A U.S. Department of Justice (DOJ) official has joined the debate surrounding Apple Computer's proprietary digital music technology by criticizing European antitrust activities, but groups attacking Apple are defending their actions.
Speaking in Washington, D.C., on Wednesday, Thomas Barnett, assistant attorney general at the DOJ's antitrust division, warned that forcing companies to reveal their intellectual property stifles innovation. He used Apple as an example, in a nod to growing discontent in Europe regarding the way that music purchased from iTunes is tied to the iPod.
Architects of complaints against Apple in Europe say he's got it wrong. "We're not attacking intellectual property rights but saying they should be implemented in a way which doesn't dictate which player you use," said Torgeir Waterhouse, a senior advisor with the Norwegian Consumer Council.
His organization filed a complaint to Norway's consumer representative, or ombudsman, arguing that it's illegal for Apple to limit iTunes customers to playing music from the store exclusively on iPods. Along with similar representatives in Denmark and Sweden, the Norwegian ombudsman asked Apple to defend its policy. In a written reply, Apple said it won't budge on the issue but the company plans to meet representatives from the countries later this month to further discuss the issue. If Apple won't open up, the ombudsman will take the company to court.
Waterhouse suggests that Apple could solve the problem by licensing its digital rights management technology to other device makers so that iTunes customers could choose among devices or opt for an open standard that would be compatible with more devices.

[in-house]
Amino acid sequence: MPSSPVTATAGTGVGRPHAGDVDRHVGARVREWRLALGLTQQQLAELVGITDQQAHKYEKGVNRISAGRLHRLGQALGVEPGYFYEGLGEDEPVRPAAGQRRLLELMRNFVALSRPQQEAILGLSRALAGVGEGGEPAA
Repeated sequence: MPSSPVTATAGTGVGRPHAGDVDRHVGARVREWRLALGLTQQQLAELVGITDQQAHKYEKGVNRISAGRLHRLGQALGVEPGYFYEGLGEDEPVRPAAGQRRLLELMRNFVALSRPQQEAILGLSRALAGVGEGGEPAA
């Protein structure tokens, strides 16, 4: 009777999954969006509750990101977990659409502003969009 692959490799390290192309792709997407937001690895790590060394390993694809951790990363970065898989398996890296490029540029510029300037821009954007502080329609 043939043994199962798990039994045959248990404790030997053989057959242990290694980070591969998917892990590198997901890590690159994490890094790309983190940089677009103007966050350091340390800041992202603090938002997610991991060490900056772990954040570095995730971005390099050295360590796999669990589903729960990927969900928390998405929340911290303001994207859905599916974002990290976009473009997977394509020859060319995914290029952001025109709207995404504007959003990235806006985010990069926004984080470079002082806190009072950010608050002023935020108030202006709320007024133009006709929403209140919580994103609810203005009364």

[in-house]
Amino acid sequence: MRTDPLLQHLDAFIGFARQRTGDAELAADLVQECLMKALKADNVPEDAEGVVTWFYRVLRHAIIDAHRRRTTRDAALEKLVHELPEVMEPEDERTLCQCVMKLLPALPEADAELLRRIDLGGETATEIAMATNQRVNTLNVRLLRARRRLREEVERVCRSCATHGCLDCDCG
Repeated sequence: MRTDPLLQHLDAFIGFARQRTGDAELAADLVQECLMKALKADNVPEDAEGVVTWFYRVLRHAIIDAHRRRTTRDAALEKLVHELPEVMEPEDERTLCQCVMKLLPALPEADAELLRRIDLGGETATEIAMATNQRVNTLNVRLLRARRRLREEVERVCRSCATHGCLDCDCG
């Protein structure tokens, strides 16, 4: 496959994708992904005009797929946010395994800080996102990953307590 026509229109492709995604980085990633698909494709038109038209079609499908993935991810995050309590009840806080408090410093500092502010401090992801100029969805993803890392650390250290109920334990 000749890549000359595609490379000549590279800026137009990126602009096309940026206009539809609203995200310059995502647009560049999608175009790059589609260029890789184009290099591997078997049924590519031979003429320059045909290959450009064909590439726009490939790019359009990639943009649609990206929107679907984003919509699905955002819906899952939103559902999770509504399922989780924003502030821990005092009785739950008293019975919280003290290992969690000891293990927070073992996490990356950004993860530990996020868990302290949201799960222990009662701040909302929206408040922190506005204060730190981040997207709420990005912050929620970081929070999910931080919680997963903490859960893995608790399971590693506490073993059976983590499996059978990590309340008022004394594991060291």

Barnett's criticisms of European antitrust policy, including comments that the policy is aimed at helping competitors instead of consumers, are generally in line with comments from U.S. officials since the Bush administration came to power, said Scott Megregian, a partner and head of the European competition group in the law firm McDermott Will & Emery UK.
He disagrees with the argument that requiring companies to open up some of their technology stifles innovation. "That's an argument without support," he said. "Microsoft hasn't stopped innovating that I can tell despite regulations and attack by the E.U."
So far, the European Commission has likely communicated with the countries that are pursuing Apple and has probably expressed an opinion on the matter, he said. While no official complaints have been filed with the Commission, if one is, the result will have the makings of a historical battle. "This has the potential to be the next big high-profile dispute," Megregian said.